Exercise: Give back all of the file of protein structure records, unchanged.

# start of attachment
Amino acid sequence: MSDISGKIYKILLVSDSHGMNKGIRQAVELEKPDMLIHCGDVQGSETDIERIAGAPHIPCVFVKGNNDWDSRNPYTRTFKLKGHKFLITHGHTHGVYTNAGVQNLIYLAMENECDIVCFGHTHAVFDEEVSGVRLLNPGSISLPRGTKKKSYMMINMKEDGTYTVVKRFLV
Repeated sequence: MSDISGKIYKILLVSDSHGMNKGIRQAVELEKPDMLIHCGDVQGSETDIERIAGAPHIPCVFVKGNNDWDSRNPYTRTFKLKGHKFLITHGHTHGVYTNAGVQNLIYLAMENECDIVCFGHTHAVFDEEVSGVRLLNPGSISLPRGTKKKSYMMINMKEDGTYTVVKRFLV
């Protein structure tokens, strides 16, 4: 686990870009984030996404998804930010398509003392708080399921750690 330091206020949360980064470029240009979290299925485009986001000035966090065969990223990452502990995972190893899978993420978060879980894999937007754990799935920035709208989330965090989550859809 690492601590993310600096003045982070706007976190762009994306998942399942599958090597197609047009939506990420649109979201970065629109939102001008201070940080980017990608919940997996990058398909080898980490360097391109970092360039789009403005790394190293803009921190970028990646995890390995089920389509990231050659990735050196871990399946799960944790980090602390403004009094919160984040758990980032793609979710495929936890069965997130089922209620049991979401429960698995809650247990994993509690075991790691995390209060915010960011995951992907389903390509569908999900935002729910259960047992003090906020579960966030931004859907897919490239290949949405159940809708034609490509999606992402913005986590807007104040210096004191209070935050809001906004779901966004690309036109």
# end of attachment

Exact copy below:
Amino acid sequence: MSDISGKIYKILLVSDSHGMNKGIRQAVELEKPDMLIHCGDVQGSETDIERIAGAPHIPCVFVKGNNDWDSRNPYTRTFKLKGHKFLITHGHTHGVYTNAGVQNLIYLAMENECDIVCFGHTHAVFDEEVSGVRLLNPGSISLPRGTKKKSYMMINMKEDGTYTVVKRFLV
Repeated sequence: MSDISGKIYKILLVSDSHGMNKGIRQAVELEKPDMLIHCGDVQGSETDIERIAGAPHIPCVFVKGNNDWDSRNPYTRTFKLKGHKFLITHGHTHGVYTNAGVQNLIYLAMENECDIVCFGHTHAVFDEEVSGVRLLNPGSISLPRGTKKKSYMMINMKEDGTYTVVKRFLV
């Protein structure tokens, strides 16, 4: 686990870009984030996404998804930010398509003392708080399921750690 330091206020949360980064470029240009979290299925485009986001000035966090065969990223990452502990995972190893899978993420978060879980894999937007754990799935920035709208989330965090989550859809 690492601590993310600096003045982070706007976190762009994306998942399942599958090597197609047009939506990420649109979201970065629109939102001008201070940080980017990608919940997996990058398909080898980490360097391109970092360039789009403005790394190293803009921190970028990646995890390995089920389509990231050659990735050196871990399946799960944790980090602390403004009094919160984040758990980032793609979710495929936890069965997130089922209620049991979401429960698995809650247990994993509690075991790691995390209060915010960011995951992907389903390509569908999900935002729910259960047992003090906020579960966030931004859907897919490239290949949405159940809708034609490509999606992402913005986590807007104040210096004191209070935050809001906004779901966004690309036109």